Expressive Language Disorder

Students with an expressive language disorder have problems using oral language or talking. The student’s understanding of language is likely to outstrip his/her ability to communicate with the spoken word. There may be a reticence to talk and students may resort to pointing or gesturing to get their message across. Expressive language may lack variation in intonation or volume. Imaginative play and social use of language may be further impaired. Students may have difficulties in describing, defining and explaining, and in retelling stories/events. Limited vocabulary may result in the students using empty phrases and non-specific words. Expressive language difficulties may impact on the students’ abilities in relation to writing, spelling, composing sentences/compositions and answering all but the most straightforward of questions. There may be evidence of omission of function words such as ‘the’ and ‘is’, and grammatical markers such as tense endings. Difficulties may be noted in the formulation of full sentences and in the understanding of multiple word meanings. Difficulties may occur in establishing and maintaining peer relationships.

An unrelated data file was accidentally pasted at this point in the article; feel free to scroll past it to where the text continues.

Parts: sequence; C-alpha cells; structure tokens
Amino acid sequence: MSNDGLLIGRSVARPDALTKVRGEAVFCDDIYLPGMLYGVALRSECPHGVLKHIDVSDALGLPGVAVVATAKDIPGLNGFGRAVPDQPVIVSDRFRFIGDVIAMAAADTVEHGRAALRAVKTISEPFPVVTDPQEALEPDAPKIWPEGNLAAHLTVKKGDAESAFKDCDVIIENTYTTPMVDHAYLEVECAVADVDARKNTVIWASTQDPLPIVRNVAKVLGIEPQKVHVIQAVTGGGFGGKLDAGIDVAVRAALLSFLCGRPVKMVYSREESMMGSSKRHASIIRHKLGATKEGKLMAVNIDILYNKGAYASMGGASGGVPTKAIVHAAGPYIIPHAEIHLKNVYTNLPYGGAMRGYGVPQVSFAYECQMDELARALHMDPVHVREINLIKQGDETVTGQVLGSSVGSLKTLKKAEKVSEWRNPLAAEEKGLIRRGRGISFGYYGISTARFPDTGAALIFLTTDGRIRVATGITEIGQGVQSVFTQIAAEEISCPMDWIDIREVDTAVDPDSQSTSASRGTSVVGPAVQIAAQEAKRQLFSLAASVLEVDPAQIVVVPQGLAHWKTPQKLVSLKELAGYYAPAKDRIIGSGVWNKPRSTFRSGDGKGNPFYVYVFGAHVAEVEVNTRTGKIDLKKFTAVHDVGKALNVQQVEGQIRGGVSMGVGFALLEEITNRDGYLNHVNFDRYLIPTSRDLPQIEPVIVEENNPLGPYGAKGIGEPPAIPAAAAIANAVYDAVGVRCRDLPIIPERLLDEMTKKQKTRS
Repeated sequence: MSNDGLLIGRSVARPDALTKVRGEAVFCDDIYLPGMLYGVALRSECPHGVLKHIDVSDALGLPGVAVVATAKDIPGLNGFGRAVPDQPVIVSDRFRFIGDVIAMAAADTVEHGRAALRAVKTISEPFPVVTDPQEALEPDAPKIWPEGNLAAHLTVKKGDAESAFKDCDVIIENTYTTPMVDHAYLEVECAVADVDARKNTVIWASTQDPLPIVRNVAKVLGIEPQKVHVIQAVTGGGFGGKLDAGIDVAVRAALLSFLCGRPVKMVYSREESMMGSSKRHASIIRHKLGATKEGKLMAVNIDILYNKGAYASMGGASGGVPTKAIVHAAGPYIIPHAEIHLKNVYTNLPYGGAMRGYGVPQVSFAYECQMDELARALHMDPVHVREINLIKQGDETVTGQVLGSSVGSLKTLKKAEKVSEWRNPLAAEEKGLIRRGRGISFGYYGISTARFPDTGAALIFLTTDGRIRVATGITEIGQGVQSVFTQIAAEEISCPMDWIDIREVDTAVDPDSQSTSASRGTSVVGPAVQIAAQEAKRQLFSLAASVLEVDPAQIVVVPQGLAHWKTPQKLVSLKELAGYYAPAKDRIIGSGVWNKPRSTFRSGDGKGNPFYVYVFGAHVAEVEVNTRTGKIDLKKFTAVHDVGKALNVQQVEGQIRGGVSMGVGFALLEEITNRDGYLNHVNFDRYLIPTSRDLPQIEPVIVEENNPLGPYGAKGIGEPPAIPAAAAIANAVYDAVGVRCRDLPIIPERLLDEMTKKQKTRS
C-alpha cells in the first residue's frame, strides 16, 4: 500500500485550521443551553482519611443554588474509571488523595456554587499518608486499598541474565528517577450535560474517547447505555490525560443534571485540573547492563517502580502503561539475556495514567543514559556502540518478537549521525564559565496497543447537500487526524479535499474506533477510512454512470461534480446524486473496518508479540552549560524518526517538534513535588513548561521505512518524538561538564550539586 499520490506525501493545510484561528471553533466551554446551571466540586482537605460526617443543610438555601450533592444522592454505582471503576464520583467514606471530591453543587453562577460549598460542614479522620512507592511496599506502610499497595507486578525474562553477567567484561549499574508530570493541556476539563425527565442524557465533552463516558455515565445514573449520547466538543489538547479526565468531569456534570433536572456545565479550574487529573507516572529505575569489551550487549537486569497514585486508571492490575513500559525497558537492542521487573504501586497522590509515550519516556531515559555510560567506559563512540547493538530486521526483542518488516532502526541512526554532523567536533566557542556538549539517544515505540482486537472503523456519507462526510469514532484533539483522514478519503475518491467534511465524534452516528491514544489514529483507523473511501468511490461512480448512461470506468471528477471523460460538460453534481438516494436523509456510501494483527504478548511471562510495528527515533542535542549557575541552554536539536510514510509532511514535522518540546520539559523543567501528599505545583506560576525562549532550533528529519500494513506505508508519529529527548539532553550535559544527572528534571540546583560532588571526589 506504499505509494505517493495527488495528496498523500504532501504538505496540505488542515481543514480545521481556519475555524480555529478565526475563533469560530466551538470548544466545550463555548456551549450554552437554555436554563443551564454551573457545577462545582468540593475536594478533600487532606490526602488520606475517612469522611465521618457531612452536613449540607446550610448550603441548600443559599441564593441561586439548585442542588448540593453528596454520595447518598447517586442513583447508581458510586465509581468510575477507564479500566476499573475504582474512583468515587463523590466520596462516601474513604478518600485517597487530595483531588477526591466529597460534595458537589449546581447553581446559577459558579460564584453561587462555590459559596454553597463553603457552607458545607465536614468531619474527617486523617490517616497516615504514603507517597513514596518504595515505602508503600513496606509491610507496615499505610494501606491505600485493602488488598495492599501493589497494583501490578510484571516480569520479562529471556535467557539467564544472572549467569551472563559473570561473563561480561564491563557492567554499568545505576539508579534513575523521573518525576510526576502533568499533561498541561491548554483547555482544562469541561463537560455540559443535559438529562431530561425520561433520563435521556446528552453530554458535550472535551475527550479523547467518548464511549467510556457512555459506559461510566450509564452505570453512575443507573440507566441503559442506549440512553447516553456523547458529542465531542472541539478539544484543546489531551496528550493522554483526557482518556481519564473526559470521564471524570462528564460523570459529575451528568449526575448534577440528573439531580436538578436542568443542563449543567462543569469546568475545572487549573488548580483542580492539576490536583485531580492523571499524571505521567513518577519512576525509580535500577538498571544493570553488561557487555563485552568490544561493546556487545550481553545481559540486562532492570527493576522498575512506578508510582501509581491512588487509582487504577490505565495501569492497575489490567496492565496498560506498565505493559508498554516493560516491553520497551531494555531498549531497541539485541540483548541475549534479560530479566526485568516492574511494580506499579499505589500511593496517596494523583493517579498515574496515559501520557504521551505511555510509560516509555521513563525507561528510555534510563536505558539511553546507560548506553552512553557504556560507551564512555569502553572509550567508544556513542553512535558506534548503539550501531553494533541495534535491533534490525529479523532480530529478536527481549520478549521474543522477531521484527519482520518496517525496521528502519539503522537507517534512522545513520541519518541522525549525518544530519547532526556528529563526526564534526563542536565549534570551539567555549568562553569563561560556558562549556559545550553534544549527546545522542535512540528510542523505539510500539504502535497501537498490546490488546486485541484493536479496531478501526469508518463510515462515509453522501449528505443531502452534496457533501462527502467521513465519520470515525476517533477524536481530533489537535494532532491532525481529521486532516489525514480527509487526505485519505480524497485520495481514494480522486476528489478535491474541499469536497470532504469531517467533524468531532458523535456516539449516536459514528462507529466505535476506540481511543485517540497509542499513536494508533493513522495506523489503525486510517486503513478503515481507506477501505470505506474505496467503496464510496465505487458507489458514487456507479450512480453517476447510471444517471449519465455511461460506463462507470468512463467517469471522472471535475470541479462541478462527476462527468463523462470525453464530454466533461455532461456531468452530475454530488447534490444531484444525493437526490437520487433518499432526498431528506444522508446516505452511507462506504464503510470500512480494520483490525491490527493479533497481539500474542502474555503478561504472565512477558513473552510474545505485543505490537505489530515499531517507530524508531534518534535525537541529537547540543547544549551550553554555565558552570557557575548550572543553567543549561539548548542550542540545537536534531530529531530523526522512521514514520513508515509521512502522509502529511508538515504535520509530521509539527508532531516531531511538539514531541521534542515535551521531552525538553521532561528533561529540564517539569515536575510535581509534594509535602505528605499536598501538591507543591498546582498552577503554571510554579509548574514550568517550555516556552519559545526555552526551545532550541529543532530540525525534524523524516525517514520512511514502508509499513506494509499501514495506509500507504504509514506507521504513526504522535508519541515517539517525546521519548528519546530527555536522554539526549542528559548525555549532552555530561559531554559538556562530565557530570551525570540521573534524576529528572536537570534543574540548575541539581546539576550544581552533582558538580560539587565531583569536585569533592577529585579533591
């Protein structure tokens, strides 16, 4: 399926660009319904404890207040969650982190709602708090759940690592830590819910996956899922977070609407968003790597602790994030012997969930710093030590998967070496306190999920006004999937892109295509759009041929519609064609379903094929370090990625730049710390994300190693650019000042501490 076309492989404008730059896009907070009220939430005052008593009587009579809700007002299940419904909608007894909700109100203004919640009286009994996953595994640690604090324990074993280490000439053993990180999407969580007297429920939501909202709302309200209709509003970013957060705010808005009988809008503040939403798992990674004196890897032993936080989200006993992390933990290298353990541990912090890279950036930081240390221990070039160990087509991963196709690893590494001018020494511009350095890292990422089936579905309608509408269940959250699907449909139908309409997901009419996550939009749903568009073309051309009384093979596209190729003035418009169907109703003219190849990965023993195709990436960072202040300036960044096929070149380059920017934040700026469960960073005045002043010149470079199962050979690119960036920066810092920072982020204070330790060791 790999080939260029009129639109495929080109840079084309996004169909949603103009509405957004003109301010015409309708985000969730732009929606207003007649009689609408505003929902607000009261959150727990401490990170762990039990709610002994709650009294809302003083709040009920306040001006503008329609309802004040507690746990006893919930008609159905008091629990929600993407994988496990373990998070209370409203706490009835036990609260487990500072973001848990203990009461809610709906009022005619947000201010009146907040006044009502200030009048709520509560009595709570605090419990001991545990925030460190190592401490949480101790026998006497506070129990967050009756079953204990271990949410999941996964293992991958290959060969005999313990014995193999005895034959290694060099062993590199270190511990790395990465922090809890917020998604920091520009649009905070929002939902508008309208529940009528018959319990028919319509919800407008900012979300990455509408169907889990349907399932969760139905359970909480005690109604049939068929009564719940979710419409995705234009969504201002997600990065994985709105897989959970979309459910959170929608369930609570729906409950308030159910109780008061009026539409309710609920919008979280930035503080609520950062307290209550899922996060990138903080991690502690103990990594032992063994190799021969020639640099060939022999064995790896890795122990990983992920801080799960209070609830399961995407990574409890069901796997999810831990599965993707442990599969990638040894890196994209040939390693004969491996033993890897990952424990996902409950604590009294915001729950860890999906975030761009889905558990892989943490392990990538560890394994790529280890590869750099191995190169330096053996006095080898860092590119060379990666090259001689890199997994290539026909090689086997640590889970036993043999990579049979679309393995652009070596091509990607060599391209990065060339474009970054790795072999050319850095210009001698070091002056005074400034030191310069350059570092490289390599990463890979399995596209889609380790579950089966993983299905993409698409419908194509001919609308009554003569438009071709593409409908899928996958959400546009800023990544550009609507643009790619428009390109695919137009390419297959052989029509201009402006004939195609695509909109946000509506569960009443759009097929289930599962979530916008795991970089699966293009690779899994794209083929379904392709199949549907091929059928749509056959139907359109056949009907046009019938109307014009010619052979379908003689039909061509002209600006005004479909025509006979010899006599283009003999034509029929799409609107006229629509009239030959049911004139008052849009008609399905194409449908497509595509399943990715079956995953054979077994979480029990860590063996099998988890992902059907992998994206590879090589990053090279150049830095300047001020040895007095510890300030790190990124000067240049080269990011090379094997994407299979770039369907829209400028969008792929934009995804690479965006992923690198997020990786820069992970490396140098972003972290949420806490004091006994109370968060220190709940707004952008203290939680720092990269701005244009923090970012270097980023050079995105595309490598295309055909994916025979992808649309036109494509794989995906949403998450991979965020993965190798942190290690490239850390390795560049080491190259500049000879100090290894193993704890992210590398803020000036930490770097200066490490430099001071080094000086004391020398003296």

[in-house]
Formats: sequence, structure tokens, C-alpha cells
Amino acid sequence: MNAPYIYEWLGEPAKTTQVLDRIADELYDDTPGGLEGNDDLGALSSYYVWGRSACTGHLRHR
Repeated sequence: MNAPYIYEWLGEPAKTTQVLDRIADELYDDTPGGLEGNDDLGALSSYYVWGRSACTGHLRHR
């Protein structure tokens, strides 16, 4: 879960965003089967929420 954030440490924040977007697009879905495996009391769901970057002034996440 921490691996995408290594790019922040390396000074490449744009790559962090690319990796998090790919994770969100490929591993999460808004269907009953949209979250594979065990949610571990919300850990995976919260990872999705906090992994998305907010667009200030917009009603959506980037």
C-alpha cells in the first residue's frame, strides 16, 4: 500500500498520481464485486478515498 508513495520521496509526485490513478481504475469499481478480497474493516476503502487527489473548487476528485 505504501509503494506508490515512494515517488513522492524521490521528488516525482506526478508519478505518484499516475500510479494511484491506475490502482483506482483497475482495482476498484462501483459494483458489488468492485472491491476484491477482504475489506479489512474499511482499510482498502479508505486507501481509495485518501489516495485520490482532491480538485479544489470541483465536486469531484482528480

Photo of teacher helping two children with their classwork